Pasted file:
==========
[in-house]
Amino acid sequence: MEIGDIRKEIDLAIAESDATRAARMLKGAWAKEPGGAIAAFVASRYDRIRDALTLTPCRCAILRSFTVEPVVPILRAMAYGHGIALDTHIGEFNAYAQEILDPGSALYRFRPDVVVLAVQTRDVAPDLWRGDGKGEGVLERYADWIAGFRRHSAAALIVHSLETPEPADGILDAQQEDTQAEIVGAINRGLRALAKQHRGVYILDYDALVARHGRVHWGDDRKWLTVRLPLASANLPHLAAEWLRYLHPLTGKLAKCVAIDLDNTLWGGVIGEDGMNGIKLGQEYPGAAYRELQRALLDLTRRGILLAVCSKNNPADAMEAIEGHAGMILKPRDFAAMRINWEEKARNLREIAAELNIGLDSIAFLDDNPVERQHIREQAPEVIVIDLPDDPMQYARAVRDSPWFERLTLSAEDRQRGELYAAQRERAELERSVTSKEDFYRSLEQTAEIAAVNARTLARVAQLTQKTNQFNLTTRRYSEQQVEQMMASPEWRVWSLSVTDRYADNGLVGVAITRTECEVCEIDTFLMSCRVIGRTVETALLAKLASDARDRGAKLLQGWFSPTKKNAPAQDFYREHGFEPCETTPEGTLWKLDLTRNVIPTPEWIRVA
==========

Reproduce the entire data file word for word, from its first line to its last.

[in-house]
Amino acid sequence: MEIGDIRKEIDLAIAESDATRAARMLKGAWAKEPGGAIAAFVASRYDRIRDALTLTPCRCAILRSFTVEPVVPILRAMAYGHGIALDTHIGEFNAYAQEILDPGSALYRFRPDVVVLAVQTRDVAPDLWRGDGKGEGVLERYADWIAGFRRHSAAALIVHSLETPEPADGILDAQQEDTQAEIVGAINRGLRALAKQHRGVYILDYDALVARHGRVHWGDDRKWLTVRLPLASANLPHLAAEWLRYLHPLTGKLAKCVAIDLDNTLWGGVIGEDGMNGIKLGQEYPGAAYRELQRALLDLTRRGILLAVCSKNNPADAMEAIEGHAGMILKPRDFAAMRINWEEKARNLREIAAELNIGLDSIAFLDDNPVERQHIREQAPEVIVIDLPDDPMQYARAVRDSPWFERLTLSAEDRQRGELYAAQRERAELERSVTSKEDFYRSLEQTAEIAAVNARTLARVAQLTQKTNQFNLTTRRYSEQQVEQMMASPEWRVWSLSVTDRYADNGLVGVAITRTECEVCEIDTFLMSCRVIGRTVETALLAKLASDARDRGAKLLQGWFSPTKKNAPAQDFYREHGFEPCETTPEGTLWKLDLTRNVIPTPEWIRVA